Common Mistakes: Mimashou???

August 5th, 2013By Category: Uncategorized


How to translate “We will see” ?

“We will see” is an English idiom and it is incorrect to translate it into Japanese as “見ましょう” (mimashou.) The English “see” does not always necessarily correspond with the Japanese “見る” (miru.) For example…

1) Are you seeing her tomorrow? 明日彼女に会うの?/会うんですか? (ashita kanojo ni au no? / au n desu ka?)

see =  会う “au” (meet)

2) I see what you mean. 言いたいことはわかるよ/わかります。 (iitai koto wa wakaru yo / wakarimasu)

see = わかる “wakaru” (understand)

The Japanese “miru” has a very limited meaning, when compared to the word “see” in English and other languages, in which it can be used in a more flexible way. In Japanese, “miru” means literally to “watch”, “observe” or “look at something” in the majority of situations.

A case in which “miru” could be translated as “see” in English would be the one below.
I saw my friend’s new-born baby yesterday.
昨日、友達の赤ちゃんを見てきました。 (kinou, tomodachi no akachan wo mite kimashita)
In this case, we do not use 会う (au = meet) and it is correct to use “miru” because the baby is not being treated really as a human being but rather as an object of appreciation (or animal.)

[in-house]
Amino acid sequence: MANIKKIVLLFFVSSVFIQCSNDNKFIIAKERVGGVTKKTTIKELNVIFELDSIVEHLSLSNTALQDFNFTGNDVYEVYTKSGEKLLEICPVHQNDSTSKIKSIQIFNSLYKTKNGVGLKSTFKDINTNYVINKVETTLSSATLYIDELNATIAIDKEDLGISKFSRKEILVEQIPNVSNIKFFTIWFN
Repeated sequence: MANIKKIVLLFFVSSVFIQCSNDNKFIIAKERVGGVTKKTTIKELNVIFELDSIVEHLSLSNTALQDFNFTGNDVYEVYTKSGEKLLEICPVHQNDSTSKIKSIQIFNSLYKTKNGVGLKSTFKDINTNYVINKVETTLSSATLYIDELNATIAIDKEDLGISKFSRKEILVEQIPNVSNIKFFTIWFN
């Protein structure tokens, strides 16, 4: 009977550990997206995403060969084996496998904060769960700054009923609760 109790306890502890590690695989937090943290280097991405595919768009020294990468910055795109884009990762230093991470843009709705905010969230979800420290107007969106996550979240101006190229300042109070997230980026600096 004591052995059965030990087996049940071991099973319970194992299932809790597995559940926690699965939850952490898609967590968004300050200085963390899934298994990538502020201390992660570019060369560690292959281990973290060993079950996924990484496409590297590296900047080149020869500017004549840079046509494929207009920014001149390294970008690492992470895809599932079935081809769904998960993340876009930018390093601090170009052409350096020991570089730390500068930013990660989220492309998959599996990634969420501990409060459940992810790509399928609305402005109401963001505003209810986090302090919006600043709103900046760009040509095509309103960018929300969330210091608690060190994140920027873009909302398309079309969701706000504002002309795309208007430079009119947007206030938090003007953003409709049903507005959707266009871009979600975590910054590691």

Besides this, there are other kinds of misuse of the verb “miru”, such as “日本では、電車の中で寝ている人がよく見えます” (“nihon de wa, densha no naka de neteiru hito ga yoku miemasu” / One often sees people sleeping in the trains in Japan.) In this case, the correct wording, which would sound more natural, would be “yoku mikakeru” or the adjective “~が多い” (ga ooi = there are many) instead of “yoku mieru.”

So here is the question. How would you translate the “We will see” that parents use when children keep asking them whether they can have a dog?
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Iidabashi Japanese Language School

The Iidabashi Japanese Language School motto is "Be Unique, Have fun Globally!" We teach classes focused on conversation skills to foreigners living in Japan.

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